I find it interesting that M$ claim that the ground rules weren't set (i.e., what is "reasonable"). This may give the EC room to let them off the hook a la the Bush Administration.

I hope I'm wrong in the above paragraph. I'm sick and tired of M$ gaming the system.

---
tuxi

[ Reply to This | # ]

Haiku here
Authored by: Crocodile_Dundee on Monday, July 07 2008 @ 11:44 PM EDT
How can we owe you?
This is not the way we work
I want to throw chairs


It is just too much
Why should we be made to pay
said the criminal


Judge, please consider
Bad US corporation
just has no manners


Microsoft defines
what those outside simply call
ugly Americans


---
---
That's not a law suit. *THIS* is a law suit!

[ Reply to This | # ]

in the alternative, annul or reduce
Authored by: SpaceLifeForm on Tuesday, July 08 2008 @ 12:33 AM EDT
Allegedly, Microsoft has plenty of cash to cover this fine.

Allegedly.

Perhaps the pyramid scheme is collapsing.

---

You are being MICROattacked, from various angles, in a SOFT manner.

[ Reply to This | # ]

Microsoft to EU Commission: We're Not the Bad Guy; You Are [MS Doc as Text]
Authored by: PolR on Tuesday, July 08 2008 @ 01:51 AM EDT
I am not sure this is primarily about money owned for past activities, although
this must be an important secondary objective.

I would say the main goal must be about defanging the Commission for the future.
They are testing what is the burden the Commission must meet to make the fines
stick. If they succeed to make this burden hard enough to meet, then the
Commission will have much less enforcement power for future offenses because
Microsoft will know what to do to make sure the fines won't hurt.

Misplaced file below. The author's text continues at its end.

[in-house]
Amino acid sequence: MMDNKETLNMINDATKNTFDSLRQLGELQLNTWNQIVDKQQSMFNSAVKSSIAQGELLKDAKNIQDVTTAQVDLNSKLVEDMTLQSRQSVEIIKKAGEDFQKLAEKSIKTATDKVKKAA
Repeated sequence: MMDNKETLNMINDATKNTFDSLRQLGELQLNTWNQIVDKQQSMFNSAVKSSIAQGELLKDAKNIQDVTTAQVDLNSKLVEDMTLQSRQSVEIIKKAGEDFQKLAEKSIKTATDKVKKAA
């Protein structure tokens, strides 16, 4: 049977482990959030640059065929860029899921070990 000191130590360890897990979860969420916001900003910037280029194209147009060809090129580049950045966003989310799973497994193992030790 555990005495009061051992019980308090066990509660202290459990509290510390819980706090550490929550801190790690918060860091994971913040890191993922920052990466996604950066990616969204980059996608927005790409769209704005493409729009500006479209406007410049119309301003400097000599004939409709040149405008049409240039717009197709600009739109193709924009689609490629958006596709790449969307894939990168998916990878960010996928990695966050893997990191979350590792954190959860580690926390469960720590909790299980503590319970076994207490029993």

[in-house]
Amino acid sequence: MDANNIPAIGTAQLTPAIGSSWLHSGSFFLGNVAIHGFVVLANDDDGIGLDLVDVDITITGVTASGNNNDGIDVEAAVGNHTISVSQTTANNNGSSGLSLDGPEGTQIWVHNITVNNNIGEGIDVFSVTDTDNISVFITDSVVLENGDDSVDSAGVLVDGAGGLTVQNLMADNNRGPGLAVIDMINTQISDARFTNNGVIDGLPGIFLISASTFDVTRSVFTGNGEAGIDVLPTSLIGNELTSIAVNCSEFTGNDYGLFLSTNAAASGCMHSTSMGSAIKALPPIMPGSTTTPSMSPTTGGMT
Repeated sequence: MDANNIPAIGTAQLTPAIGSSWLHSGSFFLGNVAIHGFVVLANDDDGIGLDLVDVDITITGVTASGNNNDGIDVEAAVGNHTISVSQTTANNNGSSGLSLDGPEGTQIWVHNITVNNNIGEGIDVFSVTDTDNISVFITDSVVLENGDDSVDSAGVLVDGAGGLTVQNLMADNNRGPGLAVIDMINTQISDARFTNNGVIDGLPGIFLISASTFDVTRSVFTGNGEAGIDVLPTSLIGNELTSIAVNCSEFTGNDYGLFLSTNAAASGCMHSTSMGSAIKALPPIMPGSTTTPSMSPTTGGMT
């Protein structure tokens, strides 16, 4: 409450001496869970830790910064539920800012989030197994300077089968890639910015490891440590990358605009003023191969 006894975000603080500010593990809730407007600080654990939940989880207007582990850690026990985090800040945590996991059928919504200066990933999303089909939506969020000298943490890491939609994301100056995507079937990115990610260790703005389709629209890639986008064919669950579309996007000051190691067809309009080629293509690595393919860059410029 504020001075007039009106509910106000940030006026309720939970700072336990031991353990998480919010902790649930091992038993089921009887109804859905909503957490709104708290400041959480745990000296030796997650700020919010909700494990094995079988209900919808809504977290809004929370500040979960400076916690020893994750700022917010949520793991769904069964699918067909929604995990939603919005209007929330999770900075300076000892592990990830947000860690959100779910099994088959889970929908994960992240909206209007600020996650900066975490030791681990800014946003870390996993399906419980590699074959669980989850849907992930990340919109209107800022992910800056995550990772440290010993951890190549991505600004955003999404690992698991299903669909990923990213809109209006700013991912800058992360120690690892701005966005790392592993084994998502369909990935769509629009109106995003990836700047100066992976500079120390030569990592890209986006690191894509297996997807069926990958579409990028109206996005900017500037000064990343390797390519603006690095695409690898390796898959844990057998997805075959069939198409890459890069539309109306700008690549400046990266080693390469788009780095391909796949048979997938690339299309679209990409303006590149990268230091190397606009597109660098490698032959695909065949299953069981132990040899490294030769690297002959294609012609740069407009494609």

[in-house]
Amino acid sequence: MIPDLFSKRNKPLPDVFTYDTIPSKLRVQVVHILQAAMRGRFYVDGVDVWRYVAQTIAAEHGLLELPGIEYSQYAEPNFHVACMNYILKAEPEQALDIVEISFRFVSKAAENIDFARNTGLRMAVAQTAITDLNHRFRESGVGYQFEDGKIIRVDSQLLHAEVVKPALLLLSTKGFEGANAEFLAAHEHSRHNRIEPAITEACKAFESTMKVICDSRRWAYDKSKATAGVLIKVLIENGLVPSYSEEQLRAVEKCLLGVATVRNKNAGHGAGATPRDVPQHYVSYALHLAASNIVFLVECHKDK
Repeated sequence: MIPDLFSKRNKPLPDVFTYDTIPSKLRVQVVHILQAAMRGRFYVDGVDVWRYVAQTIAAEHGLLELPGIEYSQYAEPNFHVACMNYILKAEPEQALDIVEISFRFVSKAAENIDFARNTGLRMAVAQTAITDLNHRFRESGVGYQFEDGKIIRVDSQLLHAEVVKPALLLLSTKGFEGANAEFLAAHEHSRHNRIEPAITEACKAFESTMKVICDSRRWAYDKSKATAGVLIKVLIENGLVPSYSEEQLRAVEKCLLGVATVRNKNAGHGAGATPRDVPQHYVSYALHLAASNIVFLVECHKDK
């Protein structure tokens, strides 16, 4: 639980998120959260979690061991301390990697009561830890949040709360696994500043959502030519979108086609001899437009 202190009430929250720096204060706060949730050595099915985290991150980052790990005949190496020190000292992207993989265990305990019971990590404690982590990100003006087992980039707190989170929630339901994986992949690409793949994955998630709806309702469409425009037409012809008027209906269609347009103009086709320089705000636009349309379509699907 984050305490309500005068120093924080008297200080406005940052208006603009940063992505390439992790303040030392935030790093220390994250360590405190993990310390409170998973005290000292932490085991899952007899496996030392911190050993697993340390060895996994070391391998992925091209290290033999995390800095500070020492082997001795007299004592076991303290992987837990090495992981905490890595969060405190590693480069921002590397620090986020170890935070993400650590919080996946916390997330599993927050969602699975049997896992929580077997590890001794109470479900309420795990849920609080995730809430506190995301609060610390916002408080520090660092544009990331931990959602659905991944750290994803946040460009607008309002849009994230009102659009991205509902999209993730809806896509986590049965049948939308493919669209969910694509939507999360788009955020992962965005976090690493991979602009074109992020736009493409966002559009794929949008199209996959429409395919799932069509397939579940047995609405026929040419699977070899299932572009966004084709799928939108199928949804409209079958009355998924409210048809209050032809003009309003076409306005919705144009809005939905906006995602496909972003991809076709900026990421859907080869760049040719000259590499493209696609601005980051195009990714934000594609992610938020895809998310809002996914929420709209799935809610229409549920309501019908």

[ Reply to This | # ]

Documents obtained illegally?
Authored by: maroberts on Tuesday, July 08 2008 @ 02:53 AM EDT
There is far less "fruit of a poisoned tree" protection in Euroland,
despite the various laws with respect to privacy.

[ Reply to This | # ]

Logically, the fine isn't large enough.
Authored by: Stevieboy on Tuesday, July 08 2008 @ 03:56 AM EDT
If M$ was being truthful about this (rather than just playing games to undermine
the EU commission for the future) I would ask them:

Is the fine large enough to discourage you from such anticompetitive behaviour
in the future?

If the answer is no, then, logically, the fine is too small rather than too
large.

[ Reply to This | # ]

the problem with Microsoft...
Authored by: Anonymous on Tuesday, July 08 2008 @ 02:00 PM EDT
is if they have a decision go against them, they set the lawyers on it looking
for any irregularity with which to get it overturned... they have a massive
legal department and also have all the law companies in Washington state on
retainer...

[ Reply to This | # ]

Standard Corporate Practice?
Authored by: BitOBear on Tuesday, July 08 2008 @ 06:06 PM EDT
Recently Exxon got a major discount on their penalty for the big oil spill up in
Alska. They basically held out and kept bringing motion and objection practice
against the verdict. Finally the awards were reduced by something like
four-fifths. And as far as I know, no money has actually changed hands as of
yet.

It woldn't surprise me to discover that Microsoft is just trying to outlast a
government just like Exxon out-lasted our legal system. A million dollars today
is worth more than a million dollars in three years, and government employees
are just as likely to suffer issue fatigue as anybody else.

There really ought to be an income-tax like structure to having to pay these
fines. If you intend to dispute a fine or judgement you should be on the hook
to put the money into escrow immediately or pay hefty daily interest fines that
are _not_ forgivable if you get the judgment reduced. Once the money is in